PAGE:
Report on Third Year Wilderness Challenge

Trainees take on the ‘wilderness’ and raise £1,548 for The Laura Centre

 Our earlier blog – see https://psychologycultures.wordpress.com/2016/08/02/taking-on-a-wild-wild-test-for-the-laura-centre/ discussed the motivation behind the Wild Wild Test and why we decided to fundraise for the Laura Centre. Now that we have completed it, we felt we’d like to share our experiences with you.

The ‘Wild’ as an experience

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It all began on Friday 30th September 2016. We were keen to enjoy some time-out together as a group and quite excited about the challenge. Admittedly, the first day went fairly smoothly. Carl, our expert “fire-starter” had really done his research and oversaw the construction of what became a glorious fire working with Sonia, Vicky and Therese. At the same time the shelter was erected by Lauren, Becki, Mark, Ryan and Jack. We gathered around the fire and set about making tea and heating our small tins of beans as the night drew in (we were rationed to 420 calories per day, to be supplemented only by wild berries). In some ways, we admitted that things were looking too easy, as we used the area around us for silly variations on hide and seek and warmed ourselves by the fireside. That night however, things were to get a bit more challenging. It was almost impossible to get any sleep, lying on the hard, cold ground in October!

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We got up early the following morning to make our way to our second site where we were to repeat the whole process all over again. Unfortunately, the weather was not on our side. It rained heavily pretty much continuously from when we set out to when we reached our second site with a tough walk of six hours carrying all our kit. At least it was starting to really feel like a challenge now! After a long day, walking in the rain, we all worked together against the clock to sort out a new shelter and fire. We had learned a few things from the previous day which we put into practice. Fortuitously, the rain finally stopped long enough for us to enjoy our tins of beans around the fire. We became quite sleepy very fast, probably in part because of the lack of artificial light from the screens we are typically glued to, so we headed off to sleep early. That night, the rain really pelted against the tarp, at one point it got in through a leak which had to be remedied. On Sunday 2nd October, feeling tired hungry and achy from our track, we made our way back home.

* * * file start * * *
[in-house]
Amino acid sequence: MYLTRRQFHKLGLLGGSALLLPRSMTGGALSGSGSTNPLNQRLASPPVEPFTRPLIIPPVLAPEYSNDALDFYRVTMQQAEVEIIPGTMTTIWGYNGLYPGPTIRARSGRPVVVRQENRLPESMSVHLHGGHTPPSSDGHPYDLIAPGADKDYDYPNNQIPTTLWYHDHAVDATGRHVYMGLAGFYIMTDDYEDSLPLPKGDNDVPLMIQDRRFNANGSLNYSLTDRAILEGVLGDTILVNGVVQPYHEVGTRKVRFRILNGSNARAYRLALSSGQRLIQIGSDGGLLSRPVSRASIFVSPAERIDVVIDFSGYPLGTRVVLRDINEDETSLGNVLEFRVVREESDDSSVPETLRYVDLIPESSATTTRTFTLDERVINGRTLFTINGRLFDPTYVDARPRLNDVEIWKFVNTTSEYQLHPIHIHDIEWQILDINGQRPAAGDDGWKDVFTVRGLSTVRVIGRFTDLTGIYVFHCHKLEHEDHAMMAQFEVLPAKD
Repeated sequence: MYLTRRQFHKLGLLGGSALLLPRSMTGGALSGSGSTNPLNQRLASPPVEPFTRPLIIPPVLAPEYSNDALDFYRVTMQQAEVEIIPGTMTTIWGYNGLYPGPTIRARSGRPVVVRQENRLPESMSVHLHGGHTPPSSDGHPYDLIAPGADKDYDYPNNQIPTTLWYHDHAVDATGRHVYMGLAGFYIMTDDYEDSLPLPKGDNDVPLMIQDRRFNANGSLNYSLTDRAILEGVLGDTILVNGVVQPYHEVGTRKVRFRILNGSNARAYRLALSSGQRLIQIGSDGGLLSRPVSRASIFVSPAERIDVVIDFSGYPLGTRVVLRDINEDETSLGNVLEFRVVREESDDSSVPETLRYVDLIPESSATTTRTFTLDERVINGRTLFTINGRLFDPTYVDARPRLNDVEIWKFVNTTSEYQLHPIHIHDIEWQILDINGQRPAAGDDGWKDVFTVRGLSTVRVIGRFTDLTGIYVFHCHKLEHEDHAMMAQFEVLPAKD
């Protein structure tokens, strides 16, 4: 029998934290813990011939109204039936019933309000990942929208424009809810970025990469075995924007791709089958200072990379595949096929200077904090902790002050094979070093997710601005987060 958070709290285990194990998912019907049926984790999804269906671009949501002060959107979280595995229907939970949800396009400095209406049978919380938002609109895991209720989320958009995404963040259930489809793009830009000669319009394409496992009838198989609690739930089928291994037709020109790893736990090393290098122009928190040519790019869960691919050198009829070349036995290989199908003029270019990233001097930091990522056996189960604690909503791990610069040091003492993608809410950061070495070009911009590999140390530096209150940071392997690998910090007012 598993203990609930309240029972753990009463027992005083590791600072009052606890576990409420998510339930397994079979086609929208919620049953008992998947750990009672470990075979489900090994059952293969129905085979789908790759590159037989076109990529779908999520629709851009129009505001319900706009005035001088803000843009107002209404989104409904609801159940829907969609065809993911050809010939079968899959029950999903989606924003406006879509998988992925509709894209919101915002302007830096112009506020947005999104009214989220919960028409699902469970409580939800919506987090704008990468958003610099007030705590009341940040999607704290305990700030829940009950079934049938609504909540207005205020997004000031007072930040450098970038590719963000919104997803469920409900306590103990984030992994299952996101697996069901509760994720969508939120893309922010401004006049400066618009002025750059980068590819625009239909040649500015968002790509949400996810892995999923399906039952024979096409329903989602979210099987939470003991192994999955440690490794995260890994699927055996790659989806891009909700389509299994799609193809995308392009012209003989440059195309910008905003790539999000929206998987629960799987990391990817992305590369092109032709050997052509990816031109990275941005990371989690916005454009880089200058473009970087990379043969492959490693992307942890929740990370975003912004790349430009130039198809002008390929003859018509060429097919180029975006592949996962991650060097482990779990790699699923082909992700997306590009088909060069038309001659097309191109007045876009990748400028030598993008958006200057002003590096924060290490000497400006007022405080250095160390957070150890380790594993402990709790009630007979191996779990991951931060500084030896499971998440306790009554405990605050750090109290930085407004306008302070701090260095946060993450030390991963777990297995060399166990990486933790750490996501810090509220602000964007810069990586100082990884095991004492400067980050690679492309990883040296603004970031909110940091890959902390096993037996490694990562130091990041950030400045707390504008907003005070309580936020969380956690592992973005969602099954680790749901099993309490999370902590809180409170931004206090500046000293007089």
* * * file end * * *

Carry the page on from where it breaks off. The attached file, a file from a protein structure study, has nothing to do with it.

The ‘Wild’ as a metaphor

 

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As we outlined in our previous blog-post, we were keen for the challenge we undertook this year to reflect the wild as a metaphor. We hoped that sleeping out in the wilderness and ‘surviving’ was, in a way, an appropriate analogy for the impact of ongoing cuts to public spending and a climate of austerity and uncertainty. We certainly felt the impact of two sleepless nights, limited food, the cold and wet and the uncertainty involved in navigating without technology. We had wondered at times – ‘Will we get there?’, ‘What if the weather gets even worse?’ and ‘What if we are unable to start a fire because of the rain?’ Our basic needs for warmth, food and shelter became our focus.